UN: Sahel region one of the most vulnerable to climate change14/11/2018 - by the Climate Centre
The UN Special Adviser on the Sahel, Ibrahim Thiaw, Monday described Africa’s Sahel region as “arguably one of the most vulnerable to climate change [with most likely] the largest number of people disproportionately affected by global warming”.
He was speaking at the start of the annual session of the Peacebuilding Commission at UN Headquarters in New York, where Deputy Secretary-General Amina Mohammed said the root causes of problems in the Sahel lay in “discrimination, human rights violations, weak governance, conflict, and the impact of climate change”.
The meeting heard that nearly 5 million people have been displaced so far this year alone – a threefold increase in as many years, while 24 million require humanitarian assistance.
The Sahel – 10 states and some 300 million people – is also one of the most environmentally degraded regions in the world, with temperature increases there projected to be 1.5 times higher than the global average, the UN says.
“It is regularly hit by droughts and floods which have enormous consequences on people’s ability to earn a living and feed their families,” according to a report on the commission yesterday by UN News.
Thirty-three million people are classified as food insecure.
“We are convinced that there are solutions, that with effort we can get out of this situation and improve the current trends,” said Ahmed Aziz Diallo, Mayor of Dori city in north-east Burkina Faso, “because the youth that commit terrorist acts are often enrolled to do so not so much by religious conviction but due to a lack of opportunities.
“If a pastoralist can’t feed his animals because he doesn’t have food and he doesn’t have water, then he is going to look for other ways”.
Examples of successful adaptation measures adopted in Dori included reforestation, financial support to farmers, beekeeping (among Partners for Resilience interventions elsewhere in Africa), and cross-border cooperation with other municipalities on joint programmes.
“With rapid population growth estimated at 2.8 per cent a year in an environment of shrinking natural resources, including land and water resources, climate change in the Sahel can compound existing vulnerabilities,” said Inga Rhonda King, president of the UN Economic and Social Council at the commission session yesterday.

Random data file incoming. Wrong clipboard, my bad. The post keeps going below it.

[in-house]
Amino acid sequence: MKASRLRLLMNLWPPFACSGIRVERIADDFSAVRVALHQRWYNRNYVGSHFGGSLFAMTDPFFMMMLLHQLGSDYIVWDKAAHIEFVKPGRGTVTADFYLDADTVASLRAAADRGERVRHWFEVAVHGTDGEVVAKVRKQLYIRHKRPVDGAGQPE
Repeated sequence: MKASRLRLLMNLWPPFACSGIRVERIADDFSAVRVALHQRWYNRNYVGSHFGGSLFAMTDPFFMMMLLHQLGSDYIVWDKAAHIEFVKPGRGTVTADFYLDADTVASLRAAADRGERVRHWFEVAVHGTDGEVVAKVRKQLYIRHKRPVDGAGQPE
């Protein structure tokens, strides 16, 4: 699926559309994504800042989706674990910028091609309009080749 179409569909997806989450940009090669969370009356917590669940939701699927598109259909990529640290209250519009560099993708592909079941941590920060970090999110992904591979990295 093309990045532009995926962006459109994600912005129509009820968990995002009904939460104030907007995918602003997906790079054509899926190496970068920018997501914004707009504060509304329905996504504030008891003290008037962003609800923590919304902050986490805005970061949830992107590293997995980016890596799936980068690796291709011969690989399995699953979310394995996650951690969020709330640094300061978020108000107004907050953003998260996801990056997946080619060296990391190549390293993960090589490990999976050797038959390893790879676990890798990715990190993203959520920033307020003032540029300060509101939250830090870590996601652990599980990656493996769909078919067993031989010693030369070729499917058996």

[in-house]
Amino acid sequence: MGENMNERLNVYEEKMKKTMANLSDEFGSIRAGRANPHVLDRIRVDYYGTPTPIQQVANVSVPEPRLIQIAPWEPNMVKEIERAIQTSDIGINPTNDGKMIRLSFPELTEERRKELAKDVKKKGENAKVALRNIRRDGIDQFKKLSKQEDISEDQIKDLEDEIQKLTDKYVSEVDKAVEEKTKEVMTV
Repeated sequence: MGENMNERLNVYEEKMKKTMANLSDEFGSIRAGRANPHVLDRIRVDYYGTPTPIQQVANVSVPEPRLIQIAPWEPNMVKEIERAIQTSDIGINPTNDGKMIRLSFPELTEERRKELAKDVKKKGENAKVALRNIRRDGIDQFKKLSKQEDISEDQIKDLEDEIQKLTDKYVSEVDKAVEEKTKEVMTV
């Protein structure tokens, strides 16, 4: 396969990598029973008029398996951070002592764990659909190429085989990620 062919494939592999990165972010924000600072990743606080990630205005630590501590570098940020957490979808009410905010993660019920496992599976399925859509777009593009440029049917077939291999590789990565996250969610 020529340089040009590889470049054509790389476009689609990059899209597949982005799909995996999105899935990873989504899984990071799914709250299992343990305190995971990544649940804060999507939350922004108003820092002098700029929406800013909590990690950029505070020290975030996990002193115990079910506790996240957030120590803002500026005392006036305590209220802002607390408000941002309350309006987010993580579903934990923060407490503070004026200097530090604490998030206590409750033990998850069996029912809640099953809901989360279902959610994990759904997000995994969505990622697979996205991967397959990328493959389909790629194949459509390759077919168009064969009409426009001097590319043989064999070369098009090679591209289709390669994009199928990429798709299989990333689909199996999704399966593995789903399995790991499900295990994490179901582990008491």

“This risks generating new conflicts and forced migration, issues which already characterize the region.”
Opening last month’s historic science-humanitarian dialogue in Geneva, Ambassador Valentin Zellweger, Head of the Swiss Mission to the UN, cited the ICRC’s recently published Institutional Strategy 2019–22 as saying that “short-term humanitarian problems caused by conflict and violence are made worse by longer-term trends like climate change.”
‘We are convinced that there are solutions’
A year ago this month, the ICRC itself said a precarious security situation in the Sahel region was “overshadowing a massive humanitarian crisis affecting 12 million people” in Burkina Faso, Chad, Mali, Mauritania and Niger.
“Conflicts in the Lake Chad region and Mali, combined with the activities of armed groups across borders, had serious consequences for neighbouring Burkina Faso and Mauritania,” said Patrick Youssef, the ICRC’s Deputy Director for Africa.
“The region’s challenges are exacerbated by climate change, poverty and food shortages,” he added.
At that stage the ICRC was helping more than 1.5 million people in these five countries with seeds, tools, fertilizers, fodder and animal vaccinations.
Specifically on flood risk, new forecast-based financing projects supported by the Red Cross are getting underway on the River Niger in Mali and Niger.
In the village of Sakabala, in Mali’s Kolokani region, where lack of rain caused a harvest to fail in 2012, Kadiatou Konnare, 39, a widow, was struggling to feed her children. The Mali Red Cross Society carried out an assessment and Sakabala was among the villages targeted for an emergency operation to ease food insecurity. (Library photo: Sarah Oughton/IFRC)